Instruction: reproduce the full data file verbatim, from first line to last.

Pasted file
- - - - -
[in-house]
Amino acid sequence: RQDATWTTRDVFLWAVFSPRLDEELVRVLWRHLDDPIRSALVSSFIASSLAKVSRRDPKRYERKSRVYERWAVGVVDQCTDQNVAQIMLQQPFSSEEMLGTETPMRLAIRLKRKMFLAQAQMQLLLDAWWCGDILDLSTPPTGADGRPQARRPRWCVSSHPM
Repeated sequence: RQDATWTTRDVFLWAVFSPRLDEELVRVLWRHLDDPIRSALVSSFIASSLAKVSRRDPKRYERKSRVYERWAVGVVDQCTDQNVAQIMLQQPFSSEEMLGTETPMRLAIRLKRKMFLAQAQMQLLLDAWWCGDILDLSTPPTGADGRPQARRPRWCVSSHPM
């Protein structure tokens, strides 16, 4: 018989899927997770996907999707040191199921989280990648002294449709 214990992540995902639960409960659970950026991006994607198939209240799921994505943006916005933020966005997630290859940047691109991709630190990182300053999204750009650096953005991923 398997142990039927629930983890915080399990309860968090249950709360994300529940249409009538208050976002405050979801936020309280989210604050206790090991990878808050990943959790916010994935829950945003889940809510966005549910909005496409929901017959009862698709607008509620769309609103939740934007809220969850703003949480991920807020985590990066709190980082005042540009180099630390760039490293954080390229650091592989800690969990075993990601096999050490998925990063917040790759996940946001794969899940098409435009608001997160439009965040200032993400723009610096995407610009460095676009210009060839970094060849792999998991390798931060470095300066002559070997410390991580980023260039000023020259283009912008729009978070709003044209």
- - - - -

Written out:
[in-house]
Amino acid sequence: RQDATWTTRDVFLWAVFSPRLDEELVRVLWRHLDDPIRSALVSSFIASSLAKVSRRDPKRYERKSRVYERWAVGVVDQCTDQNVAQIMLQQPFSSEEMLGTETPMRLAIRLKRKMFLAQAQMQLLLDAWWCGDILDLSTPPTGADGRPQARRPRWCVSSHPM
Repeated sequence: RQDATWTTRDVFLWAVFSPRLDEELVRVLWRHLDDPIRSALVSSFIASSLAKVSRRDPKRYERKSRVYERWAVGVVDQCTDQNVAQIMLQQPFSSEEMLGTETPMRLAIRLKRKMFLAQAQMQLLLDAWWCGDILDLSTPPTGADGRPQARRPRWCVSSHPM
């Protein structure tokens, strides 16, 4: 018989899927997770996907999707040191199921989280990648002294449709 214990992540995902639960409960659970950026991006994607198939209240799921994505943006916005933020966005997630290859940047691109991709630190990182300053999204750009650096953005991923 398997142990039927629930983890915080399990309860968090249950709360994300529940249409009538208050976002405050979801936020309280989210604050206790090991990878808050990943959790916010994935829950945003889940809510966005549910909005496409929901017959009862698709607008509620769309609103939740934007809220969850703003949480991920807020985590990066709190980082005042540009180099630390760039490293954080390229650091592989800690969990075993990601096999050490998925990063917040790759996940946001794969899940098409435009608001997160439009965040200032993400723009610096995407610009460095676009210009060839970094060849792999998991390798931060470095300066002559070997410390991580980023260039000023020259283009912008729009978070709003044209």